Indian ‘guru in bling’ sentenced to 20 years jail for rape, lawyers plan appeals

Gurmeet Ram Rahim Singh claims to have more than 50 million followers worldwide

PUBLISHED : Monday, 28 August, 2017, 6:23pm
UPDATED : Tuesday, 29 August, 2017, 2:23am

An Indian court sentenced a controversial religious leader to 20 years in prison on Monday for raping two of his followers, authorities said, days after his followers went on a rampage that left 38 dead.

A lawyer for the victims had said Gurmeet Ram Rahim Singh was sentenced to 10 years in jail, but India’s Central Bureau of Investigations later clarified he received two consecutive 10-year sentences.

“He has been sentenced for 10 plus 10, which is a total of 20 years of imprisonment. I have the judgment which details the sentence,” said Abhishek Dayal, spokesman for the CBI, which prosecuted the case.

Singh, 50, was convicted on Friday of raping the two women at the sprawling headquarters of his hugely popular Dera Sacha Sauda sect in the northern state of Haryana, in a case dating back more than 15 years.

Thousands of followers of convicted Indian guru leave compound peacefully

A movie star, singer and cult leader with a penchant for all things bling, Singh commands the support of large numbers of mostly poorer people in northern India.

Spiritual gurus are believed to possess unique healing powers, and are popular among those whose economic insecurities are outpacing the state’s ability to deliver. As India becomes wealthier and increasing numbers of people feel left behind, they turn to gurus for spiritual and material sustenance.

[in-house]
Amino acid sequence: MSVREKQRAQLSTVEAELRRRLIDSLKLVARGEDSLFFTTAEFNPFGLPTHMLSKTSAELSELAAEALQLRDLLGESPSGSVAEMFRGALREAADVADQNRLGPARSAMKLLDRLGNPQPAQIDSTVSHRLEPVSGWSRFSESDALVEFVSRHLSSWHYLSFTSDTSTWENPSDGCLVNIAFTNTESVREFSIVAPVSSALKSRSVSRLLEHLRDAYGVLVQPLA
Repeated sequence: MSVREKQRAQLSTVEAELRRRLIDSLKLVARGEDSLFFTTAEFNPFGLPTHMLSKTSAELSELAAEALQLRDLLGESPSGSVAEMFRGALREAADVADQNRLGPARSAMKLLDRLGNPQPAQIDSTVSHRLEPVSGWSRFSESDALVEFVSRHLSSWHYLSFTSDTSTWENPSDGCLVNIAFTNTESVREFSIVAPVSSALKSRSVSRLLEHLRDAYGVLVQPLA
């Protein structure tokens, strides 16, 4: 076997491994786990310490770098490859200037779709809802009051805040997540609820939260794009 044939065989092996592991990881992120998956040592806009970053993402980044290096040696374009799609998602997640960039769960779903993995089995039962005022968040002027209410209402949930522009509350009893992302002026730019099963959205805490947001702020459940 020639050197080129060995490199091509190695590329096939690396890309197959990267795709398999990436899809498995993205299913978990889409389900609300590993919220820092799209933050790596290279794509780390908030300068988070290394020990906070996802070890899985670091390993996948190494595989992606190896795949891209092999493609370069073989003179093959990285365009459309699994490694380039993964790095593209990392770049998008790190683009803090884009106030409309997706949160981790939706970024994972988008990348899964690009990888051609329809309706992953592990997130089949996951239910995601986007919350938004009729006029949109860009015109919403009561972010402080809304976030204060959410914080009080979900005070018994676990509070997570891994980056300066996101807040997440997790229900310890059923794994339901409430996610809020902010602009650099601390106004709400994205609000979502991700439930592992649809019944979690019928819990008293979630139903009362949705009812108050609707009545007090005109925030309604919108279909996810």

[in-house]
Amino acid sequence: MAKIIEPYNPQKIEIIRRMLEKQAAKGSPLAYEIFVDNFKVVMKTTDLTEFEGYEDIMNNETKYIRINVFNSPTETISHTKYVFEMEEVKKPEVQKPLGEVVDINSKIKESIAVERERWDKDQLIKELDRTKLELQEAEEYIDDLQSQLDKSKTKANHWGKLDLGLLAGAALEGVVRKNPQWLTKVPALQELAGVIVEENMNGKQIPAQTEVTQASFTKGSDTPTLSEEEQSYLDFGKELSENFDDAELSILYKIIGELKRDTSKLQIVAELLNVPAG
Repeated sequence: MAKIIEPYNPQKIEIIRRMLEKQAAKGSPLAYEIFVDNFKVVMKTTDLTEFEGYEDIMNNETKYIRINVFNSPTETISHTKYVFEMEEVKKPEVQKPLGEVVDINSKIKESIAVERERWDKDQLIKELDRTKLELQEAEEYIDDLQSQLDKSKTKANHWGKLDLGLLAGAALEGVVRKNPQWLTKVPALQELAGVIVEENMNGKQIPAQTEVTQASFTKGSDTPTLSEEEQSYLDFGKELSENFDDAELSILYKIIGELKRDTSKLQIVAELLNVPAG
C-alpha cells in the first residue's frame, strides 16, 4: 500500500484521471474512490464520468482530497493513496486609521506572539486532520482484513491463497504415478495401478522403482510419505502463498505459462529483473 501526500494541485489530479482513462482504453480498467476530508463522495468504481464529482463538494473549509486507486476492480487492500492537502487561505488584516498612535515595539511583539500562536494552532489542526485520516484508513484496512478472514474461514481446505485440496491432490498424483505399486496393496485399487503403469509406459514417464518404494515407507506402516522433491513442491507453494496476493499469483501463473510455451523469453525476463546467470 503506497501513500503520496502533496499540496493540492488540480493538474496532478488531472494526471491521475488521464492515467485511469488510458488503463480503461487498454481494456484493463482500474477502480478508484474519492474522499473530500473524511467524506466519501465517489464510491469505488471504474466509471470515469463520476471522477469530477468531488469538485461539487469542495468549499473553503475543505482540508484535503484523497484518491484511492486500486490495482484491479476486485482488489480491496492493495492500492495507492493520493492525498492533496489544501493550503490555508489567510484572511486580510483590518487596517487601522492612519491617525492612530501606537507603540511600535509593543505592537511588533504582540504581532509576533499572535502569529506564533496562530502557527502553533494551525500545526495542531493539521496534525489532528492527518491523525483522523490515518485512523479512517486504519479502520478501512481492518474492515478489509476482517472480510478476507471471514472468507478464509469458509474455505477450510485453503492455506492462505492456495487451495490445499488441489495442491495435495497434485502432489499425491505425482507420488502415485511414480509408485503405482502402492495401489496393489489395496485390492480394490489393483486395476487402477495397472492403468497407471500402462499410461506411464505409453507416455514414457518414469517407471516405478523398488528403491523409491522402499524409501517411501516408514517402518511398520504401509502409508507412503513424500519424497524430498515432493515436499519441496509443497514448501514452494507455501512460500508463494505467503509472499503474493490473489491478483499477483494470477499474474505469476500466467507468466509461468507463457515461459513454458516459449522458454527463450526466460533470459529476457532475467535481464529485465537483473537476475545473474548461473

Utsav Singh Bains, lawyer for the victims, said he would seek a longer sentence and asked India’s federal investigations bureau to look into dozens more alleged cases of abuse.

“We will file two appeals shortly. One for enhancement of the punishment and another for further investigation into the case,” Bains said.

“We believe there are at least 48 more victims who were sexually abused and who may have been killed or are too scared to come out and testify against Ram Rahim.”

Authorities have brought intense security to the city of Rohtak, where Singh is being held, amid fears of a repeat of Friday’s violence, when tens of thousands of his supporters set fire to cars and clashed with security forces.

Although Prime Minister Narendra Modi condemned the violence, his ruling Bharatiya Janata Party – which holds power in Haryana – was criticised for failing to anticipate the riots.

Indian guru convicted of rape has millions of devoted followers – and a Bollywood franchise where he saves the world

If the situation so arises that (we) need to use firearms, my officers have complete authority
Rohtak police chief Navdeep Singh Virk

More than 100 of Singh’s senior loyalists have been placed in detention as a precautionary measure, said Rohtak police chief Navdeep Singh Virk.

He said his officers would use “whatever force is required” to resist the guru’s devotees should they again resort to violence.